I’m pretty sure yesterday’s session was the best session I have had in therapy, ever.
I went in super nervous, but I needed to talk about some scheduling issues and I could easily bring those up first as an icebreaker. So we took care of that and spent a short amount of time discussing my potential appointment with the shrink she recommended to me. I have an initial consultation scheduled for Tuesday evening, but I’m not sure if I want to go now or wait a little longer.
I told her my hesitancy was for two reasons: emotional and financial. We briefly discussed the financial component (which gave me an excellent opportunity to briefly get her reaction to the idea of trying out-of-network coverage for our sessions, too). Then there was a short pause.
“I definitely want to hear more about the emotional part of why you’re not sure you want to go to your consultation on Tuesday, but I also want to bring up last session. You said some very important things at the end and I’ve been thinking about it. I think you’re right – we have been creating a dynamic of ‘hiddenness’ that keeps some things boxed out of this space. That was so important for me to know and I definitely think we can figure out a way to help you feel more comfortable and safe to talk about whatever you need to.”
“Thank you. I actually wasn’t sure I would stay. At one point I just wanted to get up and leave. I felt so stupid and frustrated. But when I went to stand up, something in my body felt different. I knew I needed to just keep talking. I needed to try to finish my thoughts.”
“And that is so impressive! That you stayed with it despite how awful it must have felt. But I’m so glad you did. What was most difficult for you in that moment?”
“Honestly, it just didn’t seem important enough to keep talking about.”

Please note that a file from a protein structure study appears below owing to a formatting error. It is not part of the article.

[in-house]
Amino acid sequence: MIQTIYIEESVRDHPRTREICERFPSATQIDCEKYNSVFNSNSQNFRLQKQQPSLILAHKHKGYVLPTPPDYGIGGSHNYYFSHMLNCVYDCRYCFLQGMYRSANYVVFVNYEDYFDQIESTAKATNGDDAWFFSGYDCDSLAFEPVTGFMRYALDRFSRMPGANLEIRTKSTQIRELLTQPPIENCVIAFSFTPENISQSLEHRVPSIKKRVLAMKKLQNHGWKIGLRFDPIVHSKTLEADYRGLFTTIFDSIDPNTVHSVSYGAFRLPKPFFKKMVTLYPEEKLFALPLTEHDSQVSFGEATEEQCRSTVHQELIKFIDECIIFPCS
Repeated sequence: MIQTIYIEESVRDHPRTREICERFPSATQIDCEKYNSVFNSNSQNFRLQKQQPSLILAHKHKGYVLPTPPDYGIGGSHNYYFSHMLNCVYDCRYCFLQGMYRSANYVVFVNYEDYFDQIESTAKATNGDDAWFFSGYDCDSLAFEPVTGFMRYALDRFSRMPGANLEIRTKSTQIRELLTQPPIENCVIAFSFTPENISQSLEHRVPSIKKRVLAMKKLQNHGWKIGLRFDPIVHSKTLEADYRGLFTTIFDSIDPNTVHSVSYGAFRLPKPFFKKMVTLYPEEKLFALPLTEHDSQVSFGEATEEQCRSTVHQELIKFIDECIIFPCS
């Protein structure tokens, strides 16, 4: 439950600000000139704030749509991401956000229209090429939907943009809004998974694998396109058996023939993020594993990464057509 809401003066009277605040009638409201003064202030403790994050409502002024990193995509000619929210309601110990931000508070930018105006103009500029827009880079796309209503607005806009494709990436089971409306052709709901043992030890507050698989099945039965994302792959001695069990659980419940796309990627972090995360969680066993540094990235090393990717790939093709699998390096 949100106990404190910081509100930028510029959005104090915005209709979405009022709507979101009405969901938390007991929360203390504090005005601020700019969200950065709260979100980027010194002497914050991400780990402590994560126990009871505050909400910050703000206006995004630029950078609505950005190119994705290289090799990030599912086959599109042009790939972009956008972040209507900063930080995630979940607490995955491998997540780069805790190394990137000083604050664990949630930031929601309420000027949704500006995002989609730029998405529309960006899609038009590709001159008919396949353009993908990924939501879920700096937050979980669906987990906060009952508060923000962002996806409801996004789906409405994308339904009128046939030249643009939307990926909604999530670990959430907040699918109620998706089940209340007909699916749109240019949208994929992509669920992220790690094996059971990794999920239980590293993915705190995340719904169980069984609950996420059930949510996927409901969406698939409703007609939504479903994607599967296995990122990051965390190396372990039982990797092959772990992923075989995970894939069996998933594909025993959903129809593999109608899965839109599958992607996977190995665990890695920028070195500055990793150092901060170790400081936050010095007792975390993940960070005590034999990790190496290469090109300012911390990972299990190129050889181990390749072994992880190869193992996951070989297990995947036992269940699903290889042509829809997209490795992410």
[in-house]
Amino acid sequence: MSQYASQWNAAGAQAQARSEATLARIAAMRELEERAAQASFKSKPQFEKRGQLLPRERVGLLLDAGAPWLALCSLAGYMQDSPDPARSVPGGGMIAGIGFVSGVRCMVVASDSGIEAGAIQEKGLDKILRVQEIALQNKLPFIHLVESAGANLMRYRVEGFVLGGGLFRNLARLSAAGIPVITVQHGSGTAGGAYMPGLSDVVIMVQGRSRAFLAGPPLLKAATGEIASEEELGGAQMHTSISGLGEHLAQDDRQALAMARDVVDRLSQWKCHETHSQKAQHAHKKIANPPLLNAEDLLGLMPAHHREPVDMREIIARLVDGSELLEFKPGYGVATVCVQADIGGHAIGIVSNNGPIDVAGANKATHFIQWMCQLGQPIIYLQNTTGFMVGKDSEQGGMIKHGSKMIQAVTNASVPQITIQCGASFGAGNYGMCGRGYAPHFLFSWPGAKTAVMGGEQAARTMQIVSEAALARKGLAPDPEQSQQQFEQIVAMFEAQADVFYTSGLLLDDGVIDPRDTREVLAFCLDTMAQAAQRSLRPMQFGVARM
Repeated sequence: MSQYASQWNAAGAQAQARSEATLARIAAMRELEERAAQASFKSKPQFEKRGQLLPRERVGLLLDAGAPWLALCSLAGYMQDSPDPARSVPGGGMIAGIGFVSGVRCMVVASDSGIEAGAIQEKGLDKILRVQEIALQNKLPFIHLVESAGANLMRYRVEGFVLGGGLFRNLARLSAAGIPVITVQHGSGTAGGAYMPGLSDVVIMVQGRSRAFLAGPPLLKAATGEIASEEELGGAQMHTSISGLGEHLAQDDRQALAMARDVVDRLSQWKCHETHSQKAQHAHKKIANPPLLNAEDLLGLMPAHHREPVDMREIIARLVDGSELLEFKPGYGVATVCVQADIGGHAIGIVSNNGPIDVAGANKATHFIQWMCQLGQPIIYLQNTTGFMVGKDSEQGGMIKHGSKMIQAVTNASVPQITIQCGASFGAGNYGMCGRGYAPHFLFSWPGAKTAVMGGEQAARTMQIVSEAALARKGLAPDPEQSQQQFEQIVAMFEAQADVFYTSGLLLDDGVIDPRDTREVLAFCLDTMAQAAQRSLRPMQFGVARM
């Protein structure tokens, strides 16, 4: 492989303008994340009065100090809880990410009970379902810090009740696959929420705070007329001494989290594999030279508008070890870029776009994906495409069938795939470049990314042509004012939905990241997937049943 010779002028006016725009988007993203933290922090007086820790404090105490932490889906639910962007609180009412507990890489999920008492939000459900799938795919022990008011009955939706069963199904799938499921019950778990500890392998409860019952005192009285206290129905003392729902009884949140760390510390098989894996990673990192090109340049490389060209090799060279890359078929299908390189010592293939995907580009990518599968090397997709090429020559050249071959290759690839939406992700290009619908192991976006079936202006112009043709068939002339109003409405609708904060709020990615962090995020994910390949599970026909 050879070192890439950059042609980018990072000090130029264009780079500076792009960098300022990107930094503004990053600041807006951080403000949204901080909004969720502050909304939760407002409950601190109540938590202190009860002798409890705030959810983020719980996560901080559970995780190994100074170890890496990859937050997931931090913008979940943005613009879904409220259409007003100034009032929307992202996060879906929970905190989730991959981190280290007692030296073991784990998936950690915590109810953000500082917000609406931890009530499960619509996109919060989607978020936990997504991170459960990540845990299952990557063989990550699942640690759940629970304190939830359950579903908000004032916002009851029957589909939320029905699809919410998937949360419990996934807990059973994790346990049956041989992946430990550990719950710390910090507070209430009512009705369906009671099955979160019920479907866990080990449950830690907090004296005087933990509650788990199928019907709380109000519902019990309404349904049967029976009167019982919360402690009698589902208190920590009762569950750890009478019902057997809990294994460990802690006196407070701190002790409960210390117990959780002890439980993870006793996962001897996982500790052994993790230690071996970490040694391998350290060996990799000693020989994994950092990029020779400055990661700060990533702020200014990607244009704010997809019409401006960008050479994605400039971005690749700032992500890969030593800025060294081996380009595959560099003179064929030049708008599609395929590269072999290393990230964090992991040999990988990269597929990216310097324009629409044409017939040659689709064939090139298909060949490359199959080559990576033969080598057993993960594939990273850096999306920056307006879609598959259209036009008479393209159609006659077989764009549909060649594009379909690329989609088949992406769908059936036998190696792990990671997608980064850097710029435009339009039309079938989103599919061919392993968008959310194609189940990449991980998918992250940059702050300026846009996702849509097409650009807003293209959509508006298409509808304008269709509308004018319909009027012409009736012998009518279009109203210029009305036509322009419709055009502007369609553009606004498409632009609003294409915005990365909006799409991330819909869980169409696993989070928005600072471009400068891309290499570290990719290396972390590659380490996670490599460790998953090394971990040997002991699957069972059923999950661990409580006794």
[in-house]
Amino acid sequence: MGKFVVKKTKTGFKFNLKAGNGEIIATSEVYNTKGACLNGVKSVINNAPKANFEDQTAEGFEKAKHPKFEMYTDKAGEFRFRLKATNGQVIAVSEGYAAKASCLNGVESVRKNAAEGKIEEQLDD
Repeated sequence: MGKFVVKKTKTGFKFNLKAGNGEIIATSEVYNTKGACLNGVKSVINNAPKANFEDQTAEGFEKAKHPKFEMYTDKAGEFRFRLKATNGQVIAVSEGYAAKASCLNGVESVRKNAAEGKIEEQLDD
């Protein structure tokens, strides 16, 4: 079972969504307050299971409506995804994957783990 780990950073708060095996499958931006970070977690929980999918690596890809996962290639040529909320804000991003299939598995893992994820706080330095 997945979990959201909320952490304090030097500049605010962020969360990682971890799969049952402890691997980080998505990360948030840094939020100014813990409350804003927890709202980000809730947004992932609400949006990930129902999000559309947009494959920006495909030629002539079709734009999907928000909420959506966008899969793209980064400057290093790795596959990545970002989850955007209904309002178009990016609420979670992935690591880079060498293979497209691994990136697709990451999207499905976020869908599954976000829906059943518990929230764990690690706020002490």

She looked genuinely surprised. “How could it not be important?!”
Her question reminded me of the post I wrote prior to session about my Mother. I told her I’d written something and asked if I could read it to her. I prefaced sharing it by explaining that this piece of writing developed from feeling very anxious and worried about asking for an extra session. She asked me what caused those feelings and I told her I wasn’t sure.
She looked a little puzzled, but once I finished reading, she said, “And there’s the answer.”
I elaborated on why I chose to share that story. We talked about how frightening it is for me to even feel like I need someone’s attention at all. Then trying to get it is a frustrating experience. And actually having their attention? Forget it. That’s when I freeze up in terror.
“Well that makes perfect sense, though. Look at the story you just shared. Your mother gave you the floor to say what you needed to say, but she also made the experience completely terrifying for you. Of course you just froze up – you were too frightened and confused to speak!”
Talking about all of this reminded me of this story about my little sister that I then shared with the therapist:
My sister was at the playground across the street, making crafts with the playground monitors. She ran home to show my Mother this keychain she’d made out of boondoggle. My mother was on the phone, but my sister kept repeating her name over and over to get her attention. She was just so excited she couldn’t contain herself.